Scribo wrote:I seem to have a black humour in that I gave a little wry laugh at your comment...
This is all interesting, as for his motives look out for stuff like http://en.wikipedia.org/wiki/Euergetism and conspicuous consumption, how taxes worked in the ancient world etc. I'm dubious of such personal readings like "I love you" in monuments...such a modern idea, for them such private thoughts had more sensible expressions. So it's not exactly contradictory to have killed her and then put up a library if you consider the wider implications of building projects.
mwh wrote:There's an erudite review of the book by Leofranc Holford-Strevens at http://bmcr.brynmawr.edu/2008/2008-01-44.html
Your scenario seems plausible enough to me, except perhaps for the loyal can-carrying role it assigns Alcimedon. (L.H-Str. makes the point that then, given Herodes' acquittal, "the failure to punish him [Alcimedon] becomes inexplicable even as a favour to Herodes".)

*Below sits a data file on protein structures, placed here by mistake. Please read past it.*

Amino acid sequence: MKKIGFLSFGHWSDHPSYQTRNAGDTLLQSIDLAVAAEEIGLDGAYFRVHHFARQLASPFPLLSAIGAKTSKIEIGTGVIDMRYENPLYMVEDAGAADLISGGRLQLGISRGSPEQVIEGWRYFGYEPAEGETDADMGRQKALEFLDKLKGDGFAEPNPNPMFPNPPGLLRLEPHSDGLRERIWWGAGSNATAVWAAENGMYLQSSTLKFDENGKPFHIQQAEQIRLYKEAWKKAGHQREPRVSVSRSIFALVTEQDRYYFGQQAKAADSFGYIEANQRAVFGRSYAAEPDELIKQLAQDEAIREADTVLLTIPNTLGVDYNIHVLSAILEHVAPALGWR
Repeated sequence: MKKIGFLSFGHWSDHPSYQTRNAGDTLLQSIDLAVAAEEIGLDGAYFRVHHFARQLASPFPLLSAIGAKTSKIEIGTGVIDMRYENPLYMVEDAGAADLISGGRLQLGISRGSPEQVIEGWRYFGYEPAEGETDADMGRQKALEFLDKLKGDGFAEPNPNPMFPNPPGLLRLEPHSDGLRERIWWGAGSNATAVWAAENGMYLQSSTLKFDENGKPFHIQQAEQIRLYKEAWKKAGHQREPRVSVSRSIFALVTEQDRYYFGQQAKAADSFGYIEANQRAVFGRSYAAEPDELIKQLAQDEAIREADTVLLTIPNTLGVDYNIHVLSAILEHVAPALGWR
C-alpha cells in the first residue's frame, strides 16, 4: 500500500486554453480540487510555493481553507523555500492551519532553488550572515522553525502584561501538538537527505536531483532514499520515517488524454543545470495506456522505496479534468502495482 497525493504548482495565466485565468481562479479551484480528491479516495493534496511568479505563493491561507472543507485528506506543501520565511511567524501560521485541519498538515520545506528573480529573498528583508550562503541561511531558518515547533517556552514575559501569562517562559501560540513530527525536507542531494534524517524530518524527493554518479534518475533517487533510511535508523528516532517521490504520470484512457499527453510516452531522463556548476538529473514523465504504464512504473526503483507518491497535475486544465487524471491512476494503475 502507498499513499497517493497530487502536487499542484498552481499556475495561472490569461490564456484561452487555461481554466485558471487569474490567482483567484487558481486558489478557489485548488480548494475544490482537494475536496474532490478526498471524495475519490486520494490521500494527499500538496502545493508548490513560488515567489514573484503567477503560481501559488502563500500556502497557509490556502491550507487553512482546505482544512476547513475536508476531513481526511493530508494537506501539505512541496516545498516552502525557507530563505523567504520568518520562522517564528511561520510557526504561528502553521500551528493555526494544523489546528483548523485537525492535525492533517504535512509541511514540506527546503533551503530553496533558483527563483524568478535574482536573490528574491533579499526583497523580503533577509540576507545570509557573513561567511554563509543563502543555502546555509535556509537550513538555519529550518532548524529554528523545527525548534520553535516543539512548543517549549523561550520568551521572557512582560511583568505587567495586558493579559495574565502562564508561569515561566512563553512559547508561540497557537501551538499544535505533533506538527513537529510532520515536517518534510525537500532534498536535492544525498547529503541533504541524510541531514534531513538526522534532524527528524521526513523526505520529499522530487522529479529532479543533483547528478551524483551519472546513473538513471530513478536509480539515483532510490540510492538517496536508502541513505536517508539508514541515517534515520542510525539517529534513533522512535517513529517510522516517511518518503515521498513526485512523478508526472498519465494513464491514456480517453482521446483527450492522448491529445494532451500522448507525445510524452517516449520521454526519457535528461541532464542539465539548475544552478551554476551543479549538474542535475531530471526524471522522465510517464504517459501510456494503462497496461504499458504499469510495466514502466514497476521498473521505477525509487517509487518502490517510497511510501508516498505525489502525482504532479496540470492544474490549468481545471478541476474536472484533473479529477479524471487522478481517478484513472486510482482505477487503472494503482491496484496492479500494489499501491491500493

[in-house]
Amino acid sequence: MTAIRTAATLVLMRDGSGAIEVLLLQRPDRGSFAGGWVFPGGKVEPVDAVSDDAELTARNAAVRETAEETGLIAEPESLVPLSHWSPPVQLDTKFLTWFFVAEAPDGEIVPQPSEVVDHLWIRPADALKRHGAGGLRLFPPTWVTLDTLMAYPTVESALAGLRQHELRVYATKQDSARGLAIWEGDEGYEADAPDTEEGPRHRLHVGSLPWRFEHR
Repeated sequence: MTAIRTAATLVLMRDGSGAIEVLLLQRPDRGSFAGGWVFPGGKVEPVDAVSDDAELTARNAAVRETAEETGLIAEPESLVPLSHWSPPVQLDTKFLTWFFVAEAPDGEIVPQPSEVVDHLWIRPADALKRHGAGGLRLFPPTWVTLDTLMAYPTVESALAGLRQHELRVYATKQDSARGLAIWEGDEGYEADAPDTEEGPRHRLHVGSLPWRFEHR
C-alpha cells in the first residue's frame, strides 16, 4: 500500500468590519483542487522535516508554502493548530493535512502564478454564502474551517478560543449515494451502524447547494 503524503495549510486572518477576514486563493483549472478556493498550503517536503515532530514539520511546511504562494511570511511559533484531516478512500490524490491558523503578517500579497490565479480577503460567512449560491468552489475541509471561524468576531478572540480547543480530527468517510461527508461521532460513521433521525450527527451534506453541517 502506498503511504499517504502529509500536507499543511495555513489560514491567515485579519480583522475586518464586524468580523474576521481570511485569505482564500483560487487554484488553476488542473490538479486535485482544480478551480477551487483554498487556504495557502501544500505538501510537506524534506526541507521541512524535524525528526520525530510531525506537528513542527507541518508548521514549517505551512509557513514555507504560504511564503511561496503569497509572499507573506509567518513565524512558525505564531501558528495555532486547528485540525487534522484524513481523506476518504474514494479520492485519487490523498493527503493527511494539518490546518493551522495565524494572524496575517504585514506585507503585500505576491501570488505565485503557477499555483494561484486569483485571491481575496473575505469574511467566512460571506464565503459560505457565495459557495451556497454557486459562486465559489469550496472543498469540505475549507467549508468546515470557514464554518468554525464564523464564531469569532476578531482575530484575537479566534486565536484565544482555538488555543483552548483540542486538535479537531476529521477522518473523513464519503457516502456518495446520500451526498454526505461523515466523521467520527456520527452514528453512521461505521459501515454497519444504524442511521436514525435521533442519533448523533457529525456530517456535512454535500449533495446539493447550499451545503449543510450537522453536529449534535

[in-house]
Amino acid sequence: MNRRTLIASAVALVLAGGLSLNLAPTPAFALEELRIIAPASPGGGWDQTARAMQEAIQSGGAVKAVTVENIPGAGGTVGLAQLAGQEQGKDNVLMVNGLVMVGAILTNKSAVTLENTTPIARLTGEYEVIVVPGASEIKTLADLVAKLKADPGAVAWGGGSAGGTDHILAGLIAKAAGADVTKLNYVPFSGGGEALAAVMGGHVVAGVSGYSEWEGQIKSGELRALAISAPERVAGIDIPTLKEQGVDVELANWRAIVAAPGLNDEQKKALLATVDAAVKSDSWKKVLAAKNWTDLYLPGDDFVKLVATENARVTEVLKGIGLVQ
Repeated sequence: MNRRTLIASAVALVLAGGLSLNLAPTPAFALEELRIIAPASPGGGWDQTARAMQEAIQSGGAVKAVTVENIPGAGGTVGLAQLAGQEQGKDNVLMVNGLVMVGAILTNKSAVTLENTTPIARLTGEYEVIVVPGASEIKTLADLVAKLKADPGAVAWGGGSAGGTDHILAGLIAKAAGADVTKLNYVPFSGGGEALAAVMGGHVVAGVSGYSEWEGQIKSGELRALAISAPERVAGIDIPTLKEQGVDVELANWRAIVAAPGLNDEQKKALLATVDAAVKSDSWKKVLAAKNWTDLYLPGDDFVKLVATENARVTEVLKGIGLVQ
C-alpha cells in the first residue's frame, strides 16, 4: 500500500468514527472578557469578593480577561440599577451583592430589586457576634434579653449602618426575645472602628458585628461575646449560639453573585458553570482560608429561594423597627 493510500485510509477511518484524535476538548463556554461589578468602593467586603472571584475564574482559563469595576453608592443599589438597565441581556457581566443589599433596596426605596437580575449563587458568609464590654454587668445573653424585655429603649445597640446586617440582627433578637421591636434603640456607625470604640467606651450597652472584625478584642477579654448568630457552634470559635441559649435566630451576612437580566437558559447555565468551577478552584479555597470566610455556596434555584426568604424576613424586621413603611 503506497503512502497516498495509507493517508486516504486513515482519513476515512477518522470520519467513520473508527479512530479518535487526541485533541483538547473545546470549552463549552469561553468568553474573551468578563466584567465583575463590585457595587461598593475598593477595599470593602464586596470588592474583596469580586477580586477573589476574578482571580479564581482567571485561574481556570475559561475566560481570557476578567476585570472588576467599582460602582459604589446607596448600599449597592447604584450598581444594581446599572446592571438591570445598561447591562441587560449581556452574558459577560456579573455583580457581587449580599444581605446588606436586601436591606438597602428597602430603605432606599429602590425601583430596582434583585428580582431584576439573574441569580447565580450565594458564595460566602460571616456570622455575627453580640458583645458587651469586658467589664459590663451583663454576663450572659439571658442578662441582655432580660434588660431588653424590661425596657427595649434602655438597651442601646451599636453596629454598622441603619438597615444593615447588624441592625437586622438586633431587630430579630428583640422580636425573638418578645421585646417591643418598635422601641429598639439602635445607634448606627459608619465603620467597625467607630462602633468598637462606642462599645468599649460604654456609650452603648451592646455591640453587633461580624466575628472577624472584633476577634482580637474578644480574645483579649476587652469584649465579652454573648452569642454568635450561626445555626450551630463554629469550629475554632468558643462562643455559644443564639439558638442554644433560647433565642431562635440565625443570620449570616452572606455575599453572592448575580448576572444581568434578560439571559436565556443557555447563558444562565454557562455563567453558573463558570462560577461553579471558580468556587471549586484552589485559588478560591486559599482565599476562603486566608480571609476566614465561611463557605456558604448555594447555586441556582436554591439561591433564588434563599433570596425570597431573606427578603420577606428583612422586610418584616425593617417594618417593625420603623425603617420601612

mwh wrote:Suspicion-deflecting smokescreen also likely enough, though there could be more complex psychological reasons for his long-continued and more than conventional expressions of grief (e.g. if he killed her in a momentary fit of anger, unintentionally even, his grief may have been genuine and his remorse may have taken that form?) But the suspicion that he did in fact kill her, however strong, must remain beyond verification, depending as it does on considerations of plausibility, to eikos.
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